Using GParted I deleted all partitions. I booted a Flash drive with Ubuntu 20 on it. I selected "erase everything and reinstall". I now seem to have a working laptop.
    The installer created
    /dev/sda1, fat32, /boot/efi, 512 MB
    /dev/sda2, extended, 900GB
    ... /dev/sda5, ext4, 900GB

    When restarting the laptop I first went to boot menu and selected legacy boot.

    I wonder what will happen if I don't go to Boot Menu / Legacy Boot first. I'm a bit scared to try.

    This whole UEFI vs old BIOS thing is horrible. It screws me up. It is not like I learn this because my job requires me to partition laptops all the time. I run into this once every few years when I partition / install Ubuntu for myself or a family member.
    Two primary partitions and then sda5 together with an ESP identified as sda1.

    I can't see how the installer would do this as a fresh installation?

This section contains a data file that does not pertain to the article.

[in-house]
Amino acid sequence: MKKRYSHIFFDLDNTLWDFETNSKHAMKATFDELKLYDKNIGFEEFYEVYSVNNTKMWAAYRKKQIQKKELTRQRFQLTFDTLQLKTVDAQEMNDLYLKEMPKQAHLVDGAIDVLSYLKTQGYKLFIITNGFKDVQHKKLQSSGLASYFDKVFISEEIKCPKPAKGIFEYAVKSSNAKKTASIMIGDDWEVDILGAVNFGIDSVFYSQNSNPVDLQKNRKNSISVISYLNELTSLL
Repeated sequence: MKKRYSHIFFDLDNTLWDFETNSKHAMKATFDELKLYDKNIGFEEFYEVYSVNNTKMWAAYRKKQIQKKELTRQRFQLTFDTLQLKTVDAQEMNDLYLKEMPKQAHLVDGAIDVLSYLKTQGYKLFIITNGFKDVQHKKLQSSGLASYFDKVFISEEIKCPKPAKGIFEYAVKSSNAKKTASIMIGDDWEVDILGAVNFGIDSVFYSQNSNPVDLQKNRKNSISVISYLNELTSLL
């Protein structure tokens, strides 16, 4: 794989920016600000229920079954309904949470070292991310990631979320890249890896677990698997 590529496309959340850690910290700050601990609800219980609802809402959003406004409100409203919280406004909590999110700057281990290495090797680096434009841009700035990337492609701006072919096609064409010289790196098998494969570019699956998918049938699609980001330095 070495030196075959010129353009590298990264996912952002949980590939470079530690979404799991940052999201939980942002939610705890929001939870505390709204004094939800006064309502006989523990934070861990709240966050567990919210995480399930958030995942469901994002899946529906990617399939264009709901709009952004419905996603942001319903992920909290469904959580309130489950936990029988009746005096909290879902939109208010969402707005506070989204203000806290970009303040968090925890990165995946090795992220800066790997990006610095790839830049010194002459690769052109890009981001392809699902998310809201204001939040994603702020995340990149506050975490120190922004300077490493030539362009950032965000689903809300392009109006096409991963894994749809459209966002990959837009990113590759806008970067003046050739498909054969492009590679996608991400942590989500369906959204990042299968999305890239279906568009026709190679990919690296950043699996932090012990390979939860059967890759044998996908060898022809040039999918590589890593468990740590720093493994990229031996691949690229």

This is a old-style MBR partition scheme with a new EFI partition - very unusual..............

    Can you post the output in code tags
    Code:
    sudo parted -l

  4. #34
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    Re: Fat32, UEFI, Reserved BIOS boot area?

    Two primary partitions and then sda5 together with an ESP identified as sda1. I can't see how the installer would do this as a fresh installation?
    Strange but true. Do a BIOS mode install, choose "Erase Disk and Install" and this is the result. Here's a confirming case from a VM install of Ubuntu 20.04:
    Code:
    Disk /dev/vda: 21.5GB
    Sector size (logical/physical): 512B/512B
    Partition Table: msdos
    Disk Flags: 
    
    Number  Start   End     Size    Type      File system  Flags
     1      1049kB  538MB   537MB   primary   fat32        boot